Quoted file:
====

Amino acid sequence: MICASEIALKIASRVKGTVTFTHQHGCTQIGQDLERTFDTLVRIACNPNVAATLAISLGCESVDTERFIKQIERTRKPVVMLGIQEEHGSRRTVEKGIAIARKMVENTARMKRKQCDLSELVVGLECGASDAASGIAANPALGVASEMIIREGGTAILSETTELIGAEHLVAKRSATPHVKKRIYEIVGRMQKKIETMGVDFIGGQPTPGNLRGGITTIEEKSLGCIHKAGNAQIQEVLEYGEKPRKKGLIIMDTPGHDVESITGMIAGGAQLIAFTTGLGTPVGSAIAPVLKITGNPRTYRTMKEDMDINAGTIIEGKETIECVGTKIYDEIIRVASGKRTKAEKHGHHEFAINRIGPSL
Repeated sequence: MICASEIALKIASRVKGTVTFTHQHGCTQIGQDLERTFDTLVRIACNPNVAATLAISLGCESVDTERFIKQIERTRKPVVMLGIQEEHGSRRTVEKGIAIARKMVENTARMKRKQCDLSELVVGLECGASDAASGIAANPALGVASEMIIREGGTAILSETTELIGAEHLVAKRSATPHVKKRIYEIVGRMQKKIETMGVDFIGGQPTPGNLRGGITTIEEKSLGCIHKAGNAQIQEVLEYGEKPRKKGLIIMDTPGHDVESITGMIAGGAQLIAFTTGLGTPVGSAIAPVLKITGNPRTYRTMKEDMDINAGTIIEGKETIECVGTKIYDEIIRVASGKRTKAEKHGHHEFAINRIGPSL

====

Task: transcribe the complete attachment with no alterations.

Amino acid sequence: MICASEIALKIASRVKGTVTFTHQHGCTQIGQDLERTFDTLVRIACNPNVAATLAISLGCESVDTERFIKQIERTRKPVVMLGIQEEHGSRRTVEKGIAIARKMVENTARMKRKQCDLSELVVGLECGASDAASGIAANPALGVASEMIIREGGTAILSETTELIGAEHLVAKRSATPHVKKRIYEIVGRMQKKIETMGVDFIGGQPTPGNLRGGITTIEEKSLGCIHKAGNAQIQEVLEYGEKPRKKGLIIMDTPGHDVESITGMIAGGAQLIAFTTGLGTPVGSAIAPVLKITGNPRTYRTMKEDMDINAGTIIEGKETIECVGTKIYDEIIRVASGKRTKAEKHGHHEFAINRIGPSL
Repeated sequence: MICASEIALKIASRVKGTVTFTHQHGCTQIGQDLERTFDTLVRIACNPNVAATLAISLGCESVDTERFIKQIERTRKPVVMLGIQEEHGSRRTVEKGIAIARKMVENTARMKRKQCDLSELVVGLECGASDAASGIAANPALGVASEMIIREGGTAILSETTELIGAEHLVAKRSATPHVKKRIYEIVGRMQKKIETMGVDFIGGQPTPGNLRGGITTIEEKSLGCIHKAGNAQIQEVLEYGEKPRKKGLIIMDTPGHDVESITGMIAGGAQLIAFTTGLGTPVGSAIAPVLKITGNPRTYRTMKEDMDINAGTIIEGKETIECVGTKIYDEIIRVASGKRTKAEKHGHHEFAINRIGPSL